If you care for me: Luci Shaw

Starling-floxIf you care for me
speak to me without words
in a spiral of starlings
thrown into a bank of wind, scarves
of an invisible dancer
making the sky a stage

Make a negligent gesture like
the drop of a chestnut at my feet
the glossy nucula bounding out of its spiky casing
rolling to me, a gift round
and brown as a chocolate cream

Caress me with a curtain of dew
on my moonlit skylight, or boulders
shining under their clear skin
of rain. In the rock garden
a crimson cosmos articulates
its bright, small world. Speak
to my eyes in syllables of light
and colour, if you care for me

Remind me about space as
I watch the finches
peck at the wind in the balsams. The doe
cleaves the air current over
the ribbon of creek. The great
blue heron elbows its way up
through gaps wild with branches
and you are opening
for me, too, a new passage
between the trees

By the way you breathe dead leaves
into a small whirlwind of fire
show me, if you care for me, how you can
lift me from the dust,
light me like tinder

[Luci Shaw]

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At the Church of the Saviour, Washington, D.C. Summer, 1983: Luci Shaw

Church

Leaving outside all heat, and the confusion
of self-consciousness, as my own heart’s latch
lifts, I enter the door to God’s house. The inside
air, cool, blossoms with the scent of multiple
flower heads, and the color.

I find a seat in the circle of others.
As our glances meet, Christ looks out from
the brown eyes and the blue. His presence presses
lightly on us all, each, the unseen hand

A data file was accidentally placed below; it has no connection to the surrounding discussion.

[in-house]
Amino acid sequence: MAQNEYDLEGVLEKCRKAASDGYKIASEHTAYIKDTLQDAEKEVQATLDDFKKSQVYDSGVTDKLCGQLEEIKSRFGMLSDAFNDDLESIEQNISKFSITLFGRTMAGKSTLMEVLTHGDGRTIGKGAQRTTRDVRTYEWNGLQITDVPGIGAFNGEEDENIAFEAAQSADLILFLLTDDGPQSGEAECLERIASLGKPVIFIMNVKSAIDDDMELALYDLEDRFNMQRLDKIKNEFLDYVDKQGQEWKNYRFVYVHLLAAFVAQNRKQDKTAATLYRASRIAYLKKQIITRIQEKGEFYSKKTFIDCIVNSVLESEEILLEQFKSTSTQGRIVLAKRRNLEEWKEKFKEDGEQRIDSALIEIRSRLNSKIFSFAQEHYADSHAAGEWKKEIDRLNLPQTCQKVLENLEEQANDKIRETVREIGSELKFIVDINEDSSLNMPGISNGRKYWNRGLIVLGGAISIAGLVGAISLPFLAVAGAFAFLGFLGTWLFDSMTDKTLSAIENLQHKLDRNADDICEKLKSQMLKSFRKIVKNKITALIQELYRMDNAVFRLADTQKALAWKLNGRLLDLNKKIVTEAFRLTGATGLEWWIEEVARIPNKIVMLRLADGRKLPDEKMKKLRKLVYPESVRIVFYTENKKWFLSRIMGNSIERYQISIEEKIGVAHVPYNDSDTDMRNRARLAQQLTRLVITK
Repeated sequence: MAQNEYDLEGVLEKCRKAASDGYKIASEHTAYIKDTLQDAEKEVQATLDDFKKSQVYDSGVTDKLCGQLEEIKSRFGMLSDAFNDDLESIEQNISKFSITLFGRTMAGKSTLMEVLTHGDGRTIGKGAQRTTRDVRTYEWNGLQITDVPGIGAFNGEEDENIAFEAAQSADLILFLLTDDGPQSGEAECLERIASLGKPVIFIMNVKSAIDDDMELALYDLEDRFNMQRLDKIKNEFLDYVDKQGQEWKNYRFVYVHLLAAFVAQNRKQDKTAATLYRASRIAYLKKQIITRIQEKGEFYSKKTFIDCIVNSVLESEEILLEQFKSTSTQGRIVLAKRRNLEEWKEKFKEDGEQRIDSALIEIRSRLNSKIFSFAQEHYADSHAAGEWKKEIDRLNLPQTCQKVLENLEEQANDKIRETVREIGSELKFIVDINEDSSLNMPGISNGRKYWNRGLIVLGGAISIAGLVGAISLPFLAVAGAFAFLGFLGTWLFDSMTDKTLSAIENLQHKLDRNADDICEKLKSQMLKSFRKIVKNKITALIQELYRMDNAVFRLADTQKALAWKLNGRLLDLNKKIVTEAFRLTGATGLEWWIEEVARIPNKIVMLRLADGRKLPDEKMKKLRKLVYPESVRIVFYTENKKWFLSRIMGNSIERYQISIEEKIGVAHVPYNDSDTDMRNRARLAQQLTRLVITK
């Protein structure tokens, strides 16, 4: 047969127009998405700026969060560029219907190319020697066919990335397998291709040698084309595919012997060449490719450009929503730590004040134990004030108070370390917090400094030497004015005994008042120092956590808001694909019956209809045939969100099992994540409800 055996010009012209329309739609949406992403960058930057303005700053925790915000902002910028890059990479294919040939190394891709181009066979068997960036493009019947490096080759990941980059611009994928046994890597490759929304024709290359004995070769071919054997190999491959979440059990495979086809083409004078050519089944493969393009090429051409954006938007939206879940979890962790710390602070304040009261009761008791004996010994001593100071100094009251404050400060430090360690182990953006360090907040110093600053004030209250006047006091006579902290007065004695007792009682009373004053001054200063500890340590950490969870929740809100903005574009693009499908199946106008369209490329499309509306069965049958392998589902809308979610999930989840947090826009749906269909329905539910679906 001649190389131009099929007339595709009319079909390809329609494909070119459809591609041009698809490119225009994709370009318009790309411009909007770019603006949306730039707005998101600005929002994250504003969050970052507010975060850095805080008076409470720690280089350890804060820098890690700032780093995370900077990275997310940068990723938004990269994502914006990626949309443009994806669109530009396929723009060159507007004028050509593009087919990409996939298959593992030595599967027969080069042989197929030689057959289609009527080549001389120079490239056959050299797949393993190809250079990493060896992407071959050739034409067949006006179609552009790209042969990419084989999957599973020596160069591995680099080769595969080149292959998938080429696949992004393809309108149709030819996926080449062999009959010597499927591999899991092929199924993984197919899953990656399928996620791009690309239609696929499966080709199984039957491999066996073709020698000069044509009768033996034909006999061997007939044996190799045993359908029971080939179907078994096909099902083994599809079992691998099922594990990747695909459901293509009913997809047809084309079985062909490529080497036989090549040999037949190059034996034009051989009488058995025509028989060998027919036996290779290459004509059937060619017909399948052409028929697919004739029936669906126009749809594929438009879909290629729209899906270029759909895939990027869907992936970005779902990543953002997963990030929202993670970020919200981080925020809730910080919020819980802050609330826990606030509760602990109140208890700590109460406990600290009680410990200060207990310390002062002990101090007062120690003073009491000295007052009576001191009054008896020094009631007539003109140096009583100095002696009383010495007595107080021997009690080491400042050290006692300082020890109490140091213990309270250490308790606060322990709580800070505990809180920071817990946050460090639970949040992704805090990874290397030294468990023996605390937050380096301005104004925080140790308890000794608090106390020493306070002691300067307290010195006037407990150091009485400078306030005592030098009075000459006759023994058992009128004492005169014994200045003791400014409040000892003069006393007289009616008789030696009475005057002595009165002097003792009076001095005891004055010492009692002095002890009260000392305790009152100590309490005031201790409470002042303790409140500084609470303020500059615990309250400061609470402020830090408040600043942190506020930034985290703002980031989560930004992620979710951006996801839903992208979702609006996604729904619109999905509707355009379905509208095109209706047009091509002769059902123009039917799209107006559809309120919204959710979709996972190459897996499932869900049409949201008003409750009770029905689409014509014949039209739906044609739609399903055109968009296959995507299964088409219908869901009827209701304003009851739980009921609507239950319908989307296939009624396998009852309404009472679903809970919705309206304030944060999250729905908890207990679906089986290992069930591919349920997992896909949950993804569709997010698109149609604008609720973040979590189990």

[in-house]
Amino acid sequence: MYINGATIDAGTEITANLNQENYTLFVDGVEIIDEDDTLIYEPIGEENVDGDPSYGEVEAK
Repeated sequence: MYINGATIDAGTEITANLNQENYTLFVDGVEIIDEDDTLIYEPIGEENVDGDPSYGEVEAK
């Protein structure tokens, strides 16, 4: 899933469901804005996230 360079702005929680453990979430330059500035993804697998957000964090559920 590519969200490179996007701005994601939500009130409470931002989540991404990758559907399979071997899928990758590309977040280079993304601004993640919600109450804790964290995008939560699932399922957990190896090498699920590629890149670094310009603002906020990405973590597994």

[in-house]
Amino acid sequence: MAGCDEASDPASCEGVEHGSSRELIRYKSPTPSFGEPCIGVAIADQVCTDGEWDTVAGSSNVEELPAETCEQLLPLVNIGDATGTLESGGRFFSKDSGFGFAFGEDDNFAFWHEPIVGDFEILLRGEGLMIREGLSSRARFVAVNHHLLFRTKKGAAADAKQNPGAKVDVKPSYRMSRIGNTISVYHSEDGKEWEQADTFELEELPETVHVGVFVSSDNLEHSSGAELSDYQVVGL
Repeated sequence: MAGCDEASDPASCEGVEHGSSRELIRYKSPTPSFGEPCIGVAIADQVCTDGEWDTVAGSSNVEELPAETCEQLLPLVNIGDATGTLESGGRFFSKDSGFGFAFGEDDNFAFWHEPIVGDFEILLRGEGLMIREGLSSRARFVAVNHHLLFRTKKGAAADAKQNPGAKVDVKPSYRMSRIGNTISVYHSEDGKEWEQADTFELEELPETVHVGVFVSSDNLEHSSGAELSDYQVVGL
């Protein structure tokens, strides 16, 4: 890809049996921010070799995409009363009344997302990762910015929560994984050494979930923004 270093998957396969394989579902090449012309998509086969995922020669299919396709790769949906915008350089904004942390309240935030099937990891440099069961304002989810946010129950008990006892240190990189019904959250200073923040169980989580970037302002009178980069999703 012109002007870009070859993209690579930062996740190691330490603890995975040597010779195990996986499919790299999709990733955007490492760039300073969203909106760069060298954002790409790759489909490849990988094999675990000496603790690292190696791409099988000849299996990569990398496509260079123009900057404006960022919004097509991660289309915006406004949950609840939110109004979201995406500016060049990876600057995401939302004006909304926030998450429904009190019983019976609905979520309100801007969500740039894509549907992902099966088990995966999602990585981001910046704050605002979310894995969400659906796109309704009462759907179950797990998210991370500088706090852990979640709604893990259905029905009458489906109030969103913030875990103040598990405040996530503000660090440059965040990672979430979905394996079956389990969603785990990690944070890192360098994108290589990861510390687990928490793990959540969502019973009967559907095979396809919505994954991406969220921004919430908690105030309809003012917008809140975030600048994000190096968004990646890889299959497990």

moving in blessing from head to head.

Against the wall candles cluster – a benediction of
brown, cream, cinnamon, white – their flames
in the breath-currents moving toward each other
like tongues of fire, like fingers.
In a back row a child makes a soft sound.

A cross unites the space, its arms embracing our
diversity, its shaft both pointing up and reaching
down. As the Word comes incarnate, spoken, broken
once again, love rises in a silent incense, in a unison
of silver sound, from four-score hearts and throats.

Luci Shaw

Bethany Chapel: Luci Shaw


Bethany Chapel

Bracketed between the first
tentative prayers, a silence fills
this place, a shadowed listening
as our separateness seeks out
the Spirit’s focus for this hour
and gathers strength enough
to peer and soar
into small, shining arcs of praise
held at their lower ends
by the old hymns. Christ
in this crowd of rest and rising
humbles himself again to our
humanity; and like the sheep
(trembling in the shearer’s hands)
surrenders to us once more
in quietness.

As at his dark birth and death
we had his body in our fingers,
now, again, we split the whiteness
of his loaf by turns, and tasting
his imaged life against
the cup’s cool rim
we take him in.
Nourished by that final flesh,
that ultimate blood behind
the chosen signs, our God-thoughts,
seeds of worship, multiply to words.
Light flows down to us, and back,
joins us in one body of fire –
one polyphon of light now
sounding out himself –
one flame of singing
burning into being.

Luci Shaw